Dilemma of higher ed­u­ca­tion

Mint Asia ST - - Otherviews -

Afew

months ago, I lis­tened in hor­ror about par­ents who sold their house to be able to af­ford an over­seas col­lege ed­u­ca­tion for their child. They now live on rent.

Send­ing chil­dren over­seas for higher ed­u­ca­tion has be­come part of din­ner con­ver­sa­tions among adults get­ting to­gether on an or­di­nary Fri­day night. Usu­ally, the talk­ing point is around how ex­pen­sive it is. Send­ing your child for an un­der-grad­u­ate de­gree to the UK means at least Rs15 lakh a year as tu­ition fees alone. Add to it liv­ing, travel and food costs, you are look­ing at around Rs25 lakh a year. In the US, pri­vate univer­sity tu­ition can cost up­wards of Rs30 lakh a year, and in a pub­lic univer­sity, around half of that.

Cost is im­por­tant. Given our coun­try’s rel­a­tive in­fla­tion, in­ter­est rates and cur­rent ac­count bal­ance, it is un­likely that the In­dian ru­pee will strengthen to a level that the ex­change rate be­comes favourable for us. Over­seas ed­u­ca­tion is go­ing to re­main ex­pen­sive for ru­pee own­ers and earners.

Af­ter es­tab­lish­ing un­af­ford­abil­ity, the need for go­ing over­seas to study is vo­cif­er­ously ques­tioned. There are three rea­sons that seem to take the lead. First, tra­di­tional In­dian higher ed­u­ca­tion sys­tem re­wards only the high­est-grade stu­dents and there aren’t enough good qual­ity pri­vate in­sti­tu­tions to ab­sorb the sec­ond- and third-tier stu­dents. Sec­ond, em­pha­sis on rote learn­ing con­tin­ues; against this the ap­pli­ca­tion-based learn­ing sys­tem of­fered over­seas has a greater ap­peal. Last, the choice of cour­ses is vast when you con­sider study­ing abroad. These din­ner con­ver­sa­tions of­ten rely on other peo­ple’s ex­pe­ri­ences to ex­tend the dis­cus­sion. Rarely does one talk about their own pre­pared­ness. This got me think­ing. We have twin boys, which means if an over­seas ed­u­ca­tion be­comes our choice too, it could mean at least Rs50-60 lakh a year in tu­ition plus liv­ing ex­penses for two.

Im­me­di­ately, I re­mem­bered my col­lege days, over­seas. I had two part-time jobs to sup­port my ed­u­ca­tion; my chil­dren too will have to slog to get their de­gree.

Un­for­tu­nately, their fa­ther doesn’t agree. It’s harder now, he says. What if they study a spe­cial­ized field? Should they fo­cus on learn­ing or reach­ing on time for their shift?

Next op­tion, schol­ar­ships, I thought. It’s too early to tell though whether our chil­dren will qual­ify. We could try, but I was fast get­ting in­flu­enced by these con­ver­sa­tions and the po­ten­tial prospect of sell­ing as­sets to fund ed­u­ca­tion did not ap­peal. There must be a plan B.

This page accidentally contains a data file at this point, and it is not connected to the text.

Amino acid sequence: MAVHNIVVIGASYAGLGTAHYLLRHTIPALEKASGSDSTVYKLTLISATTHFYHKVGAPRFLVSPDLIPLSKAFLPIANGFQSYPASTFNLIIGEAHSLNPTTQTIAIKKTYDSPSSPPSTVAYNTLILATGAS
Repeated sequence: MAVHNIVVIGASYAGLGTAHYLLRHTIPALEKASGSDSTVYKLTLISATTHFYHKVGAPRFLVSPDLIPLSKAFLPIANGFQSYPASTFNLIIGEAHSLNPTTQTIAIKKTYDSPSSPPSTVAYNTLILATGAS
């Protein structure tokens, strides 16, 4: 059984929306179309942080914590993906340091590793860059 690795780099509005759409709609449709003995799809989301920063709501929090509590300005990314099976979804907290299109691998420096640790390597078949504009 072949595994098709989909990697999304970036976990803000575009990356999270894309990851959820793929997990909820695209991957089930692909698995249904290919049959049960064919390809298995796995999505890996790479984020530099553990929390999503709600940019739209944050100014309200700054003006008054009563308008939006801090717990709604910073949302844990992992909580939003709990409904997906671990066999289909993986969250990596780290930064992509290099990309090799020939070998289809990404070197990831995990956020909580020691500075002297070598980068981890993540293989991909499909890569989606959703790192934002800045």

Then some­thing else hap­pened. I met this gentle­man from the US who came with a propo­si­tion to en­able fam­i­lies to in­vest the re­quired $500,000 in an Amer­i­can busi­ness with the ob­jec­tive of mov­ing to the coun­try and get­ting a domi­cile. The busi­ness to be in­vested in was a fast food chain; you would have to start a fran­chise. Great, I thought, this sounds like a ra­tio­nal plan for my chil­dren to study over­seas. Amer­ica has some of the best in­sti­tu­tions. Now to con­vince their fa­ther to move. Be­fore get­ting to that, I cal­cu­lated the net re­turn from this propo­si­tion, which came to about 1.5% per an­num. This means one would need a lot more money to sus­tain, and even another job.

Mov­ing on. Next op­tion: sim­ply get a job over­seas and

I like to use a three bank ac­count sys­tem in which all your in­come drops into the ‘In­come’ ac­count. From that your av­er­age monthly spends get trans­ferred to your ‘Spend It’ ac­count every month and the rest moves to the ‘In­vest It’ ac­count. Now fig­ure out how long a bad streak can con­tinue. Has there been a time that no money has come in at all for a month? For 2 months? For 3 months? What­ever that num­ber, add one month to it and keep that much money in a liq­uid fund—call it the ‘Bad Month’ ac­count. If you’ve been at zero in­come in the past for 2 months, then keep 3 months of ex­penses in a liq­uid fund. In the month that your in­come falls short of the bud­geted ex­penses, dip into this fund for the amount you need. Re­mem­ber to re­fill when the in­come flows are good. Fig­ure out your pe­ri­odic lump sum pay­ments and add that num­ber to your Bad Month ac­count.